Local painter, gem sculptor art on display at RED Contemporary | SteamboatToday.com

Local painter, gem sculptor art on display at RED Contemporary

Diane Cionni discusses her mixed media artwork at RED Contemporary on Tuesday, where she will be featured through the end of the ski season. Cionni paints naturescapes with influences from contemplative traditions.
John F. Russell

If you go

What: Wild West Wednesdays art opening featuring Diane Cionni and Perry Brent Davis

When: 4 to 7 p.m. today

Where: RED Contemporary gallery inside the Sheraton Steamboat Resort, 2200 Village Inn Court

— Just in time for the snow to melt and the snowdrops to push through the muddy ground, spring has sprung in RED Contemporary gallery.

But the mixed-media artwork of local painter Diane Cionni is not bursting with florals, nor does it portray a traditional landscape view of the Yampa Valley.

“Beauty isn’t pretty,” Cionni said.

Ethereal and bordering on psychedelic, Cionni’s botanical paintings tap into her contemplative and metaphoric thought process, which is heightened by experiencing the outdoors.

“Nature is a link to the absolute,” Cionni said. “Some people would call that God; I tend to be more interested in science, philosophy and contemplative traditions. The kind of thought that makes you ask the big questions, like, ‘Why are we here?’

“When we’re in nature, we’re unconsciously asking those questions and unconsciously getting those answers.”

Her mixed-media paintings, along with the gem sculptures of Perry Brent Davis, will be featured at RED until the end of the ski season, the last show before the gallery closes for mud season.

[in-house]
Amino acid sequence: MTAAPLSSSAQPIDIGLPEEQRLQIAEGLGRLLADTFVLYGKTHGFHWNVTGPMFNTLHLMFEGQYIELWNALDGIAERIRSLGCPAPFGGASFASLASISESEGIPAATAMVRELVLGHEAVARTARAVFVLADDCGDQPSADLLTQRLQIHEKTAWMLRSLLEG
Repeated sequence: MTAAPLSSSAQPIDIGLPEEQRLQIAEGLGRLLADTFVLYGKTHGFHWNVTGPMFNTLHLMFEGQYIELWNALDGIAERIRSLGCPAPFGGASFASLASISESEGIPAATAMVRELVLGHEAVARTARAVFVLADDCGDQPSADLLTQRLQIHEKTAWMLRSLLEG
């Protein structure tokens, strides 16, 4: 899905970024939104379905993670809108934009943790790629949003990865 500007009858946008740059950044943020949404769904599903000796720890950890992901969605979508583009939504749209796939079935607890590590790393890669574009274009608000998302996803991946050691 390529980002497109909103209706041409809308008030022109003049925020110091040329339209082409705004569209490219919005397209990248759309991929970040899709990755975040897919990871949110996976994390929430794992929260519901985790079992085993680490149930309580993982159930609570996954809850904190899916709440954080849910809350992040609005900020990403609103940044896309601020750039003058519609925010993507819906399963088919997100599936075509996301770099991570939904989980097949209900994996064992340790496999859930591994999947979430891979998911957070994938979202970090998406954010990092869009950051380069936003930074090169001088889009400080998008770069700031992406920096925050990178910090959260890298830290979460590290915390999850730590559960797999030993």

“It’s exquisite,” said Pat Walsh, who co-owns the gallery with Susan Schiesser. “The gallery is just sparkling; it has come alive. You just feel energized when you look at this work.

Cionni “is a very thoughtful person and deliberate.”

Cionni said she used to paint traditional landscapes from the perspective that one might see through the lens of the camera.

But as her art evolved, she realized that people don’t really perceive nature that way.

“You’re intuitively picking up on pollens or small animals in the water,” she said. “There’s a lot of invisible worlds.”

Diving deep into those alternative perspectives, Cionni took a digital camera and immersed it in the weeds around her Steamboat Springs studio, taking pictures from the perspective of an ant.

She then adjusts the photos digitally to allow the viewer to “dream into” the work, ascribing their own experiences to the painting. Sometimes she layers the photo onto a panel, and other times she paints it free hand.

The result is a work that references nature, but the colors and perspective take the viewer somewhere else.

“It’s not based on objective realities,” Cionni said. “There are lots of different realities, and you kind of fall into them.”

Cionni finds herself immersed in those realities while she’s painting. But it doesn’t pain her to see them go, whether it’s on the walls of a gallery or into the home of a buyer.

“While I’m doing them, they are so important to me that they wake me up in the middle of the night,” she said. “But then I move on to something else. I want them to go out into the world.”

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